SFPAPPDTSVPQUZWYMXUZUHSXEPYEPOPDZSZUFPOMBZWPFUPZHMDJUDTMOHMQ

• count relative letter frequencies (see text)

• guess P & Z are e and t

• guess ZW is th and hence ZWP is the

• proceeding with trial and error finally get:

it was disclosed yesterday that several informal but

direct contacts have been made with political

representatives of the viet cong in moscow

Multiplicative Cipher

(C) are integers in Z26; the key is an integer in Z26*.

26

10 July 2018 CS 701

Example of Multiplicative Cipher

What is the key domain for any multiplicative cipher?

Solution

The key needs to be in Z26*. This set has only 12 members: 1, 3, 5, 7,

9, 11, 15, 17, 19, 21, 23, 25.

key of k=7. The ciphertext is “XCZZU”.

27

10 July 2018 CS 701

Affine Cipher

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10 July 2018 CS 701

Example of Affine Cipher

The affine cipher uses a pair of keys (k1, k2) in which the

first key is from Z26* and the second is from Z26. The size of

the key domain is (26 × 12) = 312.

the key pair (7, 2).

29

10 July 2018 CS 701

Example of Affine Cipher…

Use the affine cipher to decrypt the message “ZEBBW” with

the key pair (7, 2) in modulus 26.

Solution

which k1 = 1. The multiplicative cipher is a special case of

affine cipher in which k2 = 0.

30

10 July 2018 CS 701

Frequency analysis of Affine Cipher

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10 July 2018 CS 701

Frequency analysis of Affine Cipher…

32

10 July 2018 CS 701

Frequency analysis of Affine Cipher…

• There are only 57 characters of ciphertext.

• The most frequent ciphertext characters are: R(8 times), D(7

times), E, H, K (5 times) and F, S, V (4 times).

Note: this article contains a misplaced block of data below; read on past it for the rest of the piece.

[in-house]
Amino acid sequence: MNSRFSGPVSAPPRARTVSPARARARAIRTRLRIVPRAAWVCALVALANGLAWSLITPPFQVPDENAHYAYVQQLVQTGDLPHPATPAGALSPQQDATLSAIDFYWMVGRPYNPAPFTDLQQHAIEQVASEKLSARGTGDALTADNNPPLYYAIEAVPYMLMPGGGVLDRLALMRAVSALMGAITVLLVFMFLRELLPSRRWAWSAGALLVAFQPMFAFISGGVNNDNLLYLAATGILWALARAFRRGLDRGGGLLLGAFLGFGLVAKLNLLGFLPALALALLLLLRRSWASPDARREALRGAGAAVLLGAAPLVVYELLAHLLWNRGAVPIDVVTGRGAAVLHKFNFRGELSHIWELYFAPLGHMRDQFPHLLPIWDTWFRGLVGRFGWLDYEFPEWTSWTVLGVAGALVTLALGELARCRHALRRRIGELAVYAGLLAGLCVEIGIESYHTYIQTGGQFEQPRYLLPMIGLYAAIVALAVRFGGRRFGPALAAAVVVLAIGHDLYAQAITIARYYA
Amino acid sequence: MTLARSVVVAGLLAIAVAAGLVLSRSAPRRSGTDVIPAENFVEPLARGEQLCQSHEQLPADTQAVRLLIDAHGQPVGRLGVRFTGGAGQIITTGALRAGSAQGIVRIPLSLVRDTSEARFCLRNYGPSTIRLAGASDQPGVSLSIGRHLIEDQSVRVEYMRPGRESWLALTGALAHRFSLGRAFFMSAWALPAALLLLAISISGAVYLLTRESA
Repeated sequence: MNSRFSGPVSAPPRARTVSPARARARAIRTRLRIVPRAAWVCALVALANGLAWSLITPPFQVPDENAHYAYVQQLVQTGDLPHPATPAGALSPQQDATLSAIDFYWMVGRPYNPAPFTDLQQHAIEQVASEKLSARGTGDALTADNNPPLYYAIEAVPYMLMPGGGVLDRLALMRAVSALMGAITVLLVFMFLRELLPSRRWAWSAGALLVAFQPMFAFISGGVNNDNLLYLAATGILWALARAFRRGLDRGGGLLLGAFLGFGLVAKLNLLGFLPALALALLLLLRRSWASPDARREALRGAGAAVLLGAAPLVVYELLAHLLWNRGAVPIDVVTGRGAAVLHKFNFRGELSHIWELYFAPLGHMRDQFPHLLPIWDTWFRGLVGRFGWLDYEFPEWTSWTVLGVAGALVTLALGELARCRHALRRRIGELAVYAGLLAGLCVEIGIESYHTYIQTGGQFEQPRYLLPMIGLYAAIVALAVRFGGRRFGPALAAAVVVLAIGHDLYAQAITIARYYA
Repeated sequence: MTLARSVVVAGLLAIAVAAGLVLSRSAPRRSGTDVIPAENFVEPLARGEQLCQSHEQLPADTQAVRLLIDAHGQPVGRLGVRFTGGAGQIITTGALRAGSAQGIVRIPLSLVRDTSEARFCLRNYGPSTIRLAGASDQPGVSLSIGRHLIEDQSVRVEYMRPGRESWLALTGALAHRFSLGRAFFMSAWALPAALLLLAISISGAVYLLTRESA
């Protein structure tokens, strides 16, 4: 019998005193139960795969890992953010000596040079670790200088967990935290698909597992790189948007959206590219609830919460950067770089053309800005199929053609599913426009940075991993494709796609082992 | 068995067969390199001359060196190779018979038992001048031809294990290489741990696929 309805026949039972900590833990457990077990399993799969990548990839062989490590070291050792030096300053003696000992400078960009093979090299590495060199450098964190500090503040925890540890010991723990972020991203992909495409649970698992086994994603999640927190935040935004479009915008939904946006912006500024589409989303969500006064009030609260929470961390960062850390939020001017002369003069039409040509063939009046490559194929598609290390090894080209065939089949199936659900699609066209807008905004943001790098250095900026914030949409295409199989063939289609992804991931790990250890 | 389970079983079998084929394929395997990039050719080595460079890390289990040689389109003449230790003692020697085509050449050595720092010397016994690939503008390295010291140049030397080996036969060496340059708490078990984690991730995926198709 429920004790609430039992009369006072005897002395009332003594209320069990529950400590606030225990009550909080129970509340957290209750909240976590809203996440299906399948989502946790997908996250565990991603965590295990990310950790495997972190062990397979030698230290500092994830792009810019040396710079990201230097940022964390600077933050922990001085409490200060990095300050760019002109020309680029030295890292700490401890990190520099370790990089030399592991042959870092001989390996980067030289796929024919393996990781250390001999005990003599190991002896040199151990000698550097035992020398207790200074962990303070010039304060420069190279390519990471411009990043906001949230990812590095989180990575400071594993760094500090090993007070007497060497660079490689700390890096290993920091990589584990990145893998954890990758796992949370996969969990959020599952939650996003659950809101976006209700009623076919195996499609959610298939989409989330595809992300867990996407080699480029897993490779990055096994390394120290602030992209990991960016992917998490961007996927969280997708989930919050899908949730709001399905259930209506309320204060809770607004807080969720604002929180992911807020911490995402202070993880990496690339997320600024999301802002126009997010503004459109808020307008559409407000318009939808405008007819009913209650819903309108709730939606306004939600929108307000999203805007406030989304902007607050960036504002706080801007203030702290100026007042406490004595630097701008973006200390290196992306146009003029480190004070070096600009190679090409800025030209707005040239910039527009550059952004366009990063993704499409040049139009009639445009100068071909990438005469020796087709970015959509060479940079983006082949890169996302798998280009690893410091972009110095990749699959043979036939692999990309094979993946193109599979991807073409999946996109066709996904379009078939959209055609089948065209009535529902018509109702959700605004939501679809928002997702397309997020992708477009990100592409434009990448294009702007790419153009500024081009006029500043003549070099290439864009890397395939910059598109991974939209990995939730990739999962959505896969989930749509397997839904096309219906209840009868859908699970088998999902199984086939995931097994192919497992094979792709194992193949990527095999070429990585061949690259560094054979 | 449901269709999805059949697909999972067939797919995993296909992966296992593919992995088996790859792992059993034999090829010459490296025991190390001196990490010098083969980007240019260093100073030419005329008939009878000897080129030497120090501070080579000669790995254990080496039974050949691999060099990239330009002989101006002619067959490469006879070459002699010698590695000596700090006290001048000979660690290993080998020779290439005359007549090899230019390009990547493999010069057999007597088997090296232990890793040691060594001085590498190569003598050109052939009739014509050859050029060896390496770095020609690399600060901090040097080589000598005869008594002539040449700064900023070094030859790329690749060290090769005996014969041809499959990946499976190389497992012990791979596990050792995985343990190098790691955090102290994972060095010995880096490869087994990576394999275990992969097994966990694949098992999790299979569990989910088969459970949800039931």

• First guess, R is the encryption of e and D is the encryption of t,

since e and t are most common letters.

• We have EK(4)=17 and EK(19)=3. Thus, 4K1+K2=17 and 19K1+K2=3

33

10 July 2018 CS 701

Frequency analysis of Affine Cipher…

• Unique solution of 4K1+K2=17 and 19K1+K2=3 is K1=6, K2=19. Since

gcd(K1, 26)=2>1. So the hypothesis is incorrect.

• Second guess, R is the encryption of e and E is the encryption of t.

• We have EK(4)=17 and EK(19)=4. Thus, 4K1+K2=17 and 19K1+K2=4

• It leads K1=13, Since gcd(K1, 26)=2>1. So the hypothesis is

incorrect.

34

10 July 2018 CS 701

Frequency analysis of Affine Cipher…

• Third guess, R is the encryption of e and H is the encryption of t.

• We have EK(4)=17 and EK(19)=7. Thus, 4K1+K2=17 and 19K1+K2=7

• It leads K1=8, Since gcd(K1, 26)=2>1. So the hypothesis is incorrect.

35

10 July 2018 CS 701

Frequency analysis of Affine Cipher…

• Continuing, we suppose that, R is the encryption of e and K is the

encryption of t.

• We have EK(4)=17 and EK(19)=10. Thus, 4K1+K2=17 and 19K1+K2=10

• It leads K1=3, K2=5, Since gcd(K1, 26)=1.

• The key K = (3, 5) gives a meaningful plaintext: “algorithms are

quite general definitions of arithmetic processes”

36

10 July 2018 CS 701